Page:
On Monday, SCOTUS issued its decision in Iancu v. Brunetti, in which the Court struck down a provision of the Lanham Act, the federal trademark law, that prevents the registration of “immoral” or “scandalous” trademarks. In so doing, the Court affirmed its 2017 decision issued in Matal v. Tam, which struck down the Lanham Act’s bar on registration of trademarks that may "disparage ... or bring ... into contemp[t] or disrepute" any "persons, living or dead." . In both cases, SCOTUS found that the prohibitions restricted free speech, violating the First Amendment of the U.S. Constitution.
In the Managing Intellectual Property article, “Scandalous Trademarks: Why SCOTUS Ruling May Lack Bite,” John noted that, perhaps anticipating the SCOTUS decision in Brunetti, there were over 200 applications for trademarks containing the F-word pending at the U.S. Patent and Trademark Office on the morning of the SCOTUS decision.
In his concurring opinion in Brunetti, Justice Alito suggested that Congress adopt “a more carefully focused statute that precludes the registration of marks containing vulgar terms that play no real part in the expression of ideas.” John observed that “as a practical matter, the current Congress does not seem to be inclined to focus on such things.”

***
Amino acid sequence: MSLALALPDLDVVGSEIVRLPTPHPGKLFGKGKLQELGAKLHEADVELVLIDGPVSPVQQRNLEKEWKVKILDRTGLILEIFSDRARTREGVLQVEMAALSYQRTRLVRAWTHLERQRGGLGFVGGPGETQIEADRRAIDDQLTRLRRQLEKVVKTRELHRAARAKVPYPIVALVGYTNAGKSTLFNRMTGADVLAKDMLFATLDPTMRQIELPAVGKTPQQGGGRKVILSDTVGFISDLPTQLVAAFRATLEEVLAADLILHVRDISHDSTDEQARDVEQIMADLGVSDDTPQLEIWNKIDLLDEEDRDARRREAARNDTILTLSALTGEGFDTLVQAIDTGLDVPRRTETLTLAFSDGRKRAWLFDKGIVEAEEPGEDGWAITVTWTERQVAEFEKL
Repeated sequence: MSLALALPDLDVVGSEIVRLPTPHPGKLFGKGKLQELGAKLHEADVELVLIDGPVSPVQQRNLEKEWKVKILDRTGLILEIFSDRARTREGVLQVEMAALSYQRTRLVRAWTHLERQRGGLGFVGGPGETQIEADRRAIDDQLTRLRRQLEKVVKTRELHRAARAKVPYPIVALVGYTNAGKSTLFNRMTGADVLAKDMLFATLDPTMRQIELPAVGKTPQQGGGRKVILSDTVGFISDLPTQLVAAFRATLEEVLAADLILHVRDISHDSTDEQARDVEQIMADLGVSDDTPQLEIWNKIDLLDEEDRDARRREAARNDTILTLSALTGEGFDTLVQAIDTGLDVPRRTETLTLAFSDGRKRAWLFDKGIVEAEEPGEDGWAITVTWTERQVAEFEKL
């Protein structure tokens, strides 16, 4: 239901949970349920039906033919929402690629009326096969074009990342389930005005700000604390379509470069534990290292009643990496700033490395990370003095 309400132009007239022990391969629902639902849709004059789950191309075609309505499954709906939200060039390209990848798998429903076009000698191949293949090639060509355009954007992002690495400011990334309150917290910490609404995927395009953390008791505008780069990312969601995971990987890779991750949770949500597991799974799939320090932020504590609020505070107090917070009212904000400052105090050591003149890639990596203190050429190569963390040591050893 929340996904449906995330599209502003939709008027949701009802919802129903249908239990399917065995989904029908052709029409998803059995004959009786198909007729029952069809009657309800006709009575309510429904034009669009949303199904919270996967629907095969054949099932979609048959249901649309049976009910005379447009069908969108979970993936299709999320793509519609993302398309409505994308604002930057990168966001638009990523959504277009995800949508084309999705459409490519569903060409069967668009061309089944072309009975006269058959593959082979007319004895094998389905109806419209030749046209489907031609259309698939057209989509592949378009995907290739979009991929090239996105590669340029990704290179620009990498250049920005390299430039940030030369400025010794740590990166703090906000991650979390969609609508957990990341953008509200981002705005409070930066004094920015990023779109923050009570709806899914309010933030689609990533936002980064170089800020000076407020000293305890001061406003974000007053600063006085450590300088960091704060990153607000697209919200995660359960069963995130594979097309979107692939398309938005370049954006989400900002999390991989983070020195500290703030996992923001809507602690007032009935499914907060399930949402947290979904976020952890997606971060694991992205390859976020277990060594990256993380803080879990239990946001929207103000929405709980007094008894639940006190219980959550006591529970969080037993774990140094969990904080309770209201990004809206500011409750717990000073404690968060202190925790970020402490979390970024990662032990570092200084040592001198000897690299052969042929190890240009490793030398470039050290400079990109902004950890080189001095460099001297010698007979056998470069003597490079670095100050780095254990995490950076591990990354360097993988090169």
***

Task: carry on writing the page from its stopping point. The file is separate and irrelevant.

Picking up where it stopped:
IPWatchdog covered the SCOTUS Brunetti decision in its article, “After Brunetti: The Trademark Bar Reacts to Fractured Decision.” Focusing on the core issue -- the Court’s striking down the Lanham Act’s prohibition on registering “immoral” or “scandalous” trademarks -- the article featured comments from John and a number of other trademark attorneys.
John commented that, “The Brunetti decision is not surprising, given the Supreme Court’s Matal decision from 2017. My own view is that I agree with the majority that this provision is broad enough to prohibit registration of marks that offend because of the ideas they convey (scandalous terms), as well as marks that offend because of their mode of expression (vulgar and profane terms).”
“The majority was careful not to rewrite the provision in a manner that might make it more palatable. Justice Alito agreed that the provision should be struck down but invited Congress to adopt a more carefully focused statute that precludes the registration of vulgar terms that play no part in the expression of ideas. In my opinion, however, as a practical matter, the current Congress does not seem to be inclined to focus on such things,” said John.
“It will be interesting to see whether the logic of Matal and Brunetti is extended to other restrictions on registration in the federal trademark law and the USPTO rules, such as the current USPTO policy against registration of marks for cannabis-related products and services,” John concluded.
To read the Managing Intellectual Property article, please click here. (subscription required; free trial available)
To read the IPWatchdog article, please click here.